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GSK files melanoma drug candidates in EU and US

Submits BRAF inhibitor dabrafenib and MEK inhibitor trametinib

GlaxoSmithKline has filed for approval of two melanoma treatments in the US and EU, raising hopes of yet more treatment options in this hard-to-treat form of skin cancer. 

The pharma company submitted BRAF inhibitor dabrafenib in both the US and EU as a treatment for adults with unresectable or metastatic melanoma who carry a mutation in the BRAF V600 gene, the same target as Daiichi Sankyo/Roche's Zelboraf (vemurafenib) which was approved in the US last year and in Europe in February.

Meanwhile, the UK-headquartered pharma major has also filed for approval of its MEK inhibitor trametinib in BRAF V600-positive patients in the US, with an EU submission scheduled for the next few months.

Both MEK and BRAF are key targets in the oncogenic pathway in melanoma, and having drugs available to treat both targets is expected to reduce the chances of treatment failure because of tumour resistance. 

The mutated BRAF gene is involved in around 50 per cent of malignant melanomas, according to the Institute of Cancer Research (ICR).

While the marketing submissions are for each drug as single-agent therapies in melanoma, GSK is carrying out a phase III trial of them in combination, with the help of a genetic test for BRAF V600 mutations developed at diagnostics specialist bioMerieux.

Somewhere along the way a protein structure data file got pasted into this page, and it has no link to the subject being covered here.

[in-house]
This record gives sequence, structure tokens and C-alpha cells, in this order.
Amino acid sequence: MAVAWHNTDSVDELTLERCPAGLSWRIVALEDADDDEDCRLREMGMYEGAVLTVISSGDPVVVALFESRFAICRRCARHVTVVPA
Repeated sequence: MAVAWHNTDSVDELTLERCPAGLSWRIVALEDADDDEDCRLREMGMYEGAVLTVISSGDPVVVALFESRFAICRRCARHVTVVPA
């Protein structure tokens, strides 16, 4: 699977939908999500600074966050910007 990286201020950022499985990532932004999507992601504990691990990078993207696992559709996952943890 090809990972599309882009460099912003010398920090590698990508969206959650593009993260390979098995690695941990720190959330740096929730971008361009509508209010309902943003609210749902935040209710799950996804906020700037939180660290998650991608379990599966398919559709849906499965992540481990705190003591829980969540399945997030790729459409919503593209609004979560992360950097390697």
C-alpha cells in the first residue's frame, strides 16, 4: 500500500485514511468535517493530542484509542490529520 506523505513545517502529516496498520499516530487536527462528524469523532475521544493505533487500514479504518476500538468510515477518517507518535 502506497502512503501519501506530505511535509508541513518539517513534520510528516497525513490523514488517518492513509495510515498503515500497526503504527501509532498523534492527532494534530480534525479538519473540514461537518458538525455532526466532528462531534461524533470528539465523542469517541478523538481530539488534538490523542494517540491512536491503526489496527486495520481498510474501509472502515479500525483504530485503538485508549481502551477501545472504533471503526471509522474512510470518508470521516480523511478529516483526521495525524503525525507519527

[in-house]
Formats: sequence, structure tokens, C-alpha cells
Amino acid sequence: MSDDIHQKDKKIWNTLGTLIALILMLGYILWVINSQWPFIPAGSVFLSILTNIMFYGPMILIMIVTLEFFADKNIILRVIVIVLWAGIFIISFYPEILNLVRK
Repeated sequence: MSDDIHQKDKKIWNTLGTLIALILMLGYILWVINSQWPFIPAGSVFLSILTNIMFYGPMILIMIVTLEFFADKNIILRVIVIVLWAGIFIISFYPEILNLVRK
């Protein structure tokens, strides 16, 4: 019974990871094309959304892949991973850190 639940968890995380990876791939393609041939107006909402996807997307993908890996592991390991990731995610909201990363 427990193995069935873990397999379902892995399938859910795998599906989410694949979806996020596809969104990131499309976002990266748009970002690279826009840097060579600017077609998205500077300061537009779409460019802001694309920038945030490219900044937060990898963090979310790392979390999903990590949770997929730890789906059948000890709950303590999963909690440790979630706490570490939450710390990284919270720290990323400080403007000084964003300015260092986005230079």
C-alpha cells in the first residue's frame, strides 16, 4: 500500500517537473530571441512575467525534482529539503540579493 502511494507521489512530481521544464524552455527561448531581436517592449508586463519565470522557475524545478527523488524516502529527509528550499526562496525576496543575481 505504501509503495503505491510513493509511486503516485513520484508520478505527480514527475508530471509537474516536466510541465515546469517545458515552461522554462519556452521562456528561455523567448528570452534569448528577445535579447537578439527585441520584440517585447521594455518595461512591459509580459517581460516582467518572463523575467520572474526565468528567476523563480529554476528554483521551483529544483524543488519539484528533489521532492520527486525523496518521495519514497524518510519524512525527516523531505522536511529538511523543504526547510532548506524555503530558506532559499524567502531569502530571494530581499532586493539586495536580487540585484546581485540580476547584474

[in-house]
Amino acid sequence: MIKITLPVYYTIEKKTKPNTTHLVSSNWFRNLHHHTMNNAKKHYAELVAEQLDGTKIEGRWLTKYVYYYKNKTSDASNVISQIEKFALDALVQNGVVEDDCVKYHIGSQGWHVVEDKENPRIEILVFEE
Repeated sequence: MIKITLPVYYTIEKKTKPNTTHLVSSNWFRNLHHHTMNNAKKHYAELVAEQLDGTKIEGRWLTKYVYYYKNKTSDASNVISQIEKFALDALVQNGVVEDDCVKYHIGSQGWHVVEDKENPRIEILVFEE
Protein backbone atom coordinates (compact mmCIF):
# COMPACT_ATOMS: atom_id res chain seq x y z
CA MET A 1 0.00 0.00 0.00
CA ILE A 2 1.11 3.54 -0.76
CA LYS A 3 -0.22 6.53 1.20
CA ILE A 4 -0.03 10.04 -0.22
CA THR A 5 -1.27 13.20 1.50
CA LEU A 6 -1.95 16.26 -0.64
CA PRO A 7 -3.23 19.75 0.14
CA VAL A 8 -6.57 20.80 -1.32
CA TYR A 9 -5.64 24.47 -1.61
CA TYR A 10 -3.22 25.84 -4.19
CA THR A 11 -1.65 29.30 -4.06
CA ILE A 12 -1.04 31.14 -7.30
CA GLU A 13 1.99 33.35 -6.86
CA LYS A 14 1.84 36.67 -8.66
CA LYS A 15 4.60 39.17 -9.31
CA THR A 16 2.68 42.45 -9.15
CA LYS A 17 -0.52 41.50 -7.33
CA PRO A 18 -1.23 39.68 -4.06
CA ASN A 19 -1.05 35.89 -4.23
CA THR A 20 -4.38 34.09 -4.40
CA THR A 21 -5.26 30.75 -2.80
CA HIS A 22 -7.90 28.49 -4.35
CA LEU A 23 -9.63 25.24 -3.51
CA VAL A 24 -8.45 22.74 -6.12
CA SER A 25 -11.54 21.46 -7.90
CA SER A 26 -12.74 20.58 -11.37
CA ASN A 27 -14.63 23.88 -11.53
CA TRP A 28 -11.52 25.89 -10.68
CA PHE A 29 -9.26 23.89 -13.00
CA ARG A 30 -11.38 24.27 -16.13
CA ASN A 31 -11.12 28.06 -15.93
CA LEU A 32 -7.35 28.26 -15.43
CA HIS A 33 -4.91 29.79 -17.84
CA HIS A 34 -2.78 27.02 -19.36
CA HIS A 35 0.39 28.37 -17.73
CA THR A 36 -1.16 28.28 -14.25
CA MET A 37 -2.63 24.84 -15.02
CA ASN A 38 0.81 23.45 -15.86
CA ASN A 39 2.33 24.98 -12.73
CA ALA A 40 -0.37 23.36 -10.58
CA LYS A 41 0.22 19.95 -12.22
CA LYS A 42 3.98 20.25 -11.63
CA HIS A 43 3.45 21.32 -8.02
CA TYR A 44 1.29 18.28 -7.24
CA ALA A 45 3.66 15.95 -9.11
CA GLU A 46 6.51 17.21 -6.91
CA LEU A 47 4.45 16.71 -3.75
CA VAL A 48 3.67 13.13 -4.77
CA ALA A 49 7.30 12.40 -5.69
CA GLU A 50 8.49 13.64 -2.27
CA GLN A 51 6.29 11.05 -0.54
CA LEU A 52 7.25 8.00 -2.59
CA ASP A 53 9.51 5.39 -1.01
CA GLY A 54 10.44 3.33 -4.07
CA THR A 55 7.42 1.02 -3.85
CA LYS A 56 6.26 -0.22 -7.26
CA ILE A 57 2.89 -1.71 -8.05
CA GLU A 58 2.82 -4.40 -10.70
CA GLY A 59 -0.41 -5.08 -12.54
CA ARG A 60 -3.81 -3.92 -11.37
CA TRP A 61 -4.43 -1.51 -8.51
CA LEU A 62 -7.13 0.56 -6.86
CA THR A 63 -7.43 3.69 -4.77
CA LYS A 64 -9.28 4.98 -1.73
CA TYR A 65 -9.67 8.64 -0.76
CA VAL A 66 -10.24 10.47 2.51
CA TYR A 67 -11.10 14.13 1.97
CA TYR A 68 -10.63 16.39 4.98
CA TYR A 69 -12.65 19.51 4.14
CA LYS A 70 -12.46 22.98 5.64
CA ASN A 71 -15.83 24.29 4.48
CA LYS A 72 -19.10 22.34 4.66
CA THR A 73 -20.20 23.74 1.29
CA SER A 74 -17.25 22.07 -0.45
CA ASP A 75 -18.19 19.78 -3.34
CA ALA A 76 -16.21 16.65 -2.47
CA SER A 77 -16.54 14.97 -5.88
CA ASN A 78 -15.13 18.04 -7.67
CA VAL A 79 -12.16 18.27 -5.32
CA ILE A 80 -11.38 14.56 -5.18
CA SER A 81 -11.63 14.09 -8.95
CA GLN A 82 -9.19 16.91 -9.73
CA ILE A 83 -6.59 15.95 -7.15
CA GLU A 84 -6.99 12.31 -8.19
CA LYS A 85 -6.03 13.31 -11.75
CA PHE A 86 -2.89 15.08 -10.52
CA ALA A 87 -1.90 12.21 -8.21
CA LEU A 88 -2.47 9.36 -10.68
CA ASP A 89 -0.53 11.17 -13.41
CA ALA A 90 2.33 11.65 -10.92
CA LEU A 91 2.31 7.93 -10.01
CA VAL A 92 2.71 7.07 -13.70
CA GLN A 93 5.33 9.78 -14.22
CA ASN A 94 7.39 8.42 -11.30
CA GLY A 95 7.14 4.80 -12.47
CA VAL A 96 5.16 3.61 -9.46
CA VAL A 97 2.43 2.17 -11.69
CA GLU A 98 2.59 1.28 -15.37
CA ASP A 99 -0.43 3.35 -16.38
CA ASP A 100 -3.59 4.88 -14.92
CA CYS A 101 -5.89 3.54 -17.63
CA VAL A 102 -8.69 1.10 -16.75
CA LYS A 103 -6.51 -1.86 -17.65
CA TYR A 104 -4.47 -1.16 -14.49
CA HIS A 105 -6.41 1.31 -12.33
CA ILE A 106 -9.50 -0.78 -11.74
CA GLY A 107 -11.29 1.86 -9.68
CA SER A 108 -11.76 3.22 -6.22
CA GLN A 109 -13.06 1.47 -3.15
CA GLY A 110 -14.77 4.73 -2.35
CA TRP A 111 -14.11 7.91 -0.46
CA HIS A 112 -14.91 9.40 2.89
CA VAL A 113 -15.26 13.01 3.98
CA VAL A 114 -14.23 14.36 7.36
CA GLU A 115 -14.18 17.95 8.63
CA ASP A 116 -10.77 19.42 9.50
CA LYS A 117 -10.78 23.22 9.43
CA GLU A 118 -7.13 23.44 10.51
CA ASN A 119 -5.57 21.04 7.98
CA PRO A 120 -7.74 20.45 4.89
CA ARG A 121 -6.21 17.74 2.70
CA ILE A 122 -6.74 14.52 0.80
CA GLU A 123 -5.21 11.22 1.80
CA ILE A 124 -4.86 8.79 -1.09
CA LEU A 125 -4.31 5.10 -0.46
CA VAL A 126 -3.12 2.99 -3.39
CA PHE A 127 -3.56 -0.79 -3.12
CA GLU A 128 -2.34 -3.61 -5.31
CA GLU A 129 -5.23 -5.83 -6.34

The prospects for patients with melanoma have been transformed of late with the approval of new drugs, including Zelboraf and Bristol-Myers Squibb's antibody-based CTLA-4 inhibitor Yervoy (ipilimumab), an immunotherapy which debuted in the US in the first quarter of 2011.

Both Zelboraf and Yervoy have got off to strong starts in the marketplace - pulling in sales of 92m Swiss francs ($95m) and $316m respectively in the first half of this year - and GSK's candidates are also expected to be big sellers if approved.

Yervoy is tipped to become the go-to drug in BRAF-negative melanoma with peak sales of $2bn or more, while Zelboraf will benefit from its first-to-market status in the BRAF inhibitor class and pull in around $1.5bn, according to analysts.

GSK's double-whammy approach will also stand it in good stead, however, with combined peak sales of $2.4bn predicted by 2020.

The pharma major is currently carrying out a comparative study of its combination therapy against Zelboraf with results due in 2013.

6th August 2012

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